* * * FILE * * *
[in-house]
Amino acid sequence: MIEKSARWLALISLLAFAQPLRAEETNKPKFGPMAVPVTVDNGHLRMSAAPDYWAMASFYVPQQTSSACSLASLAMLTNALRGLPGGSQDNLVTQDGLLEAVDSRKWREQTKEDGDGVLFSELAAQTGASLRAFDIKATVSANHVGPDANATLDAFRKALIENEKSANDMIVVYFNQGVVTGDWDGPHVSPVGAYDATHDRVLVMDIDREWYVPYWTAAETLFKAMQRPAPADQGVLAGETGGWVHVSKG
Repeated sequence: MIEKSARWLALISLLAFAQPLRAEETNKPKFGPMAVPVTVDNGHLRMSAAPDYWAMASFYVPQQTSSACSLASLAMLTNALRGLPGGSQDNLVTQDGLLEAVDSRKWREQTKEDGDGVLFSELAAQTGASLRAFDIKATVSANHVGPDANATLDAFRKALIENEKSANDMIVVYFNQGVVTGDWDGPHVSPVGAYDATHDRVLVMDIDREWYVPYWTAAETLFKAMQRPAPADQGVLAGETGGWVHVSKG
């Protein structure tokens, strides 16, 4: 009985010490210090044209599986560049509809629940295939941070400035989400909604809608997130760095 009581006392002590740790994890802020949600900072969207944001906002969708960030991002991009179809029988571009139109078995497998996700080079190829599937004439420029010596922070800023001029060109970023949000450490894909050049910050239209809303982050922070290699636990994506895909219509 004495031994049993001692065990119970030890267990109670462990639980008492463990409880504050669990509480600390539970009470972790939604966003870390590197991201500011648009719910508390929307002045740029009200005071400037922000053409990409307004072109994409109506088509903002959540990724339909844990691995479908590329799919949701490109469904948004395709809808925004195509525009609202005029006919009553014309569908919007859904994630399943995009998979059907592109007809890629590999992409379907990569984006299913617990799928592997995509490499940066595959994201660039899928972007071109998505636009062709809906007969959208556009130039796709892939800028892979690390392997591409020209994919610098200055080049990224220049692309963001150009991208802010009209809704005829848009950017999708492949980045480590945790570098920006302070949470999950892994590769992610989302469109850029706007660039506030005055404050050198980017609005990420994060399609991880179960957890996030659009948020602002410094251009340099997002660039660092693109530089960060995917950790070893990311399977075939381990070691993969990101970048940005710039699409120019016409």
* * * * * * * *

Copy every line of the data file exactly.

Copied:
[in-house]
Amino acid sequence: MIEKSARWLALISLLAFAQPLRAEETNKPKFGPMAVPVTVDNGHLRMSAAPDYWAMASFYVPQQTSSACSLASLAMLTNALRGLPGGSQDNLVTQDGLLEAVDSRKWREQTKEDGDGVLFSELAAQTGASLRAFDIKATVSANHVGPDANATLDAFRKALIENEKSANDMIVVYFNQGVVTGDWDGPHVSPVGAYDATHDRVLVMDIDREWYVPYWTAAETLFKAMQRPAPADQGVLAGETGGWVHVSKG
Repeated sequence: MIEKSARWLALISLLAFAQPLRAEETNKPKFGPMAVPVTVDNGHLRMSAAPDYWAMASFYVPQQTSSACSLASLAMLTNALRGLPGGSQDNLVTQDGLLEAVDSRKWREQTKEDGDGVLFSELAAQTGASLRAFDIKATVSANHVGPDANATLDAFRKALIENEKSANDMIVVYFNQGVVTGDWDGPHVSPVGAYDATHDRVLVMDIDREWYVPYWTAAETLFKAMQRPAPADQGVLAGETGGWVHVSKG
């Protein structure tokens, strides 16, 4: 009985010490210090044209599986560049509809629940295939941070400035989400909604809608997130760095 009581006392002590740790994890802020949600900072969207944001906002969708960030991002991009179809029988571009139109078995497998996700080079190829599937004439420029010596922070800023001029060109970023949000450490894909050049910050239209809303982050922070290699636990994506895909219509 004495031994049993001692065990119970030890267990109670462990639980008492463990409880504050669990509480600390539970009470972790939604966003870390590197991201500011648009719910508390929307002045740029009200005071400037922000053409990409307004072109994409109506088509903002959540990724339909844990691995479908590329799919949701490109469904948004395709809808925004195509525009609202005029006919009553014309569908919007859904994630399943995009998979059907592109007809890629590999992409379907990569984006299913617990799928592997995509490499940066595959994201660039899928972007071109998505636009062709809906007969959208556009130039796709892939800028892979690390392997591409020209994919610098200055080049990224220049692309963001150009991208802010009209809704005829848009950017999708492949980045480590945790570098920006302070949470999950892994590769992610989302469109850029706007660039506030005055404050050198980017609005990420994060399609991880179960957890996030659009948020602002410094251009340099997002660039660092693109530089960060995917950790070893990311399977075939381990070691993969990101970048940005710039699409120019016409």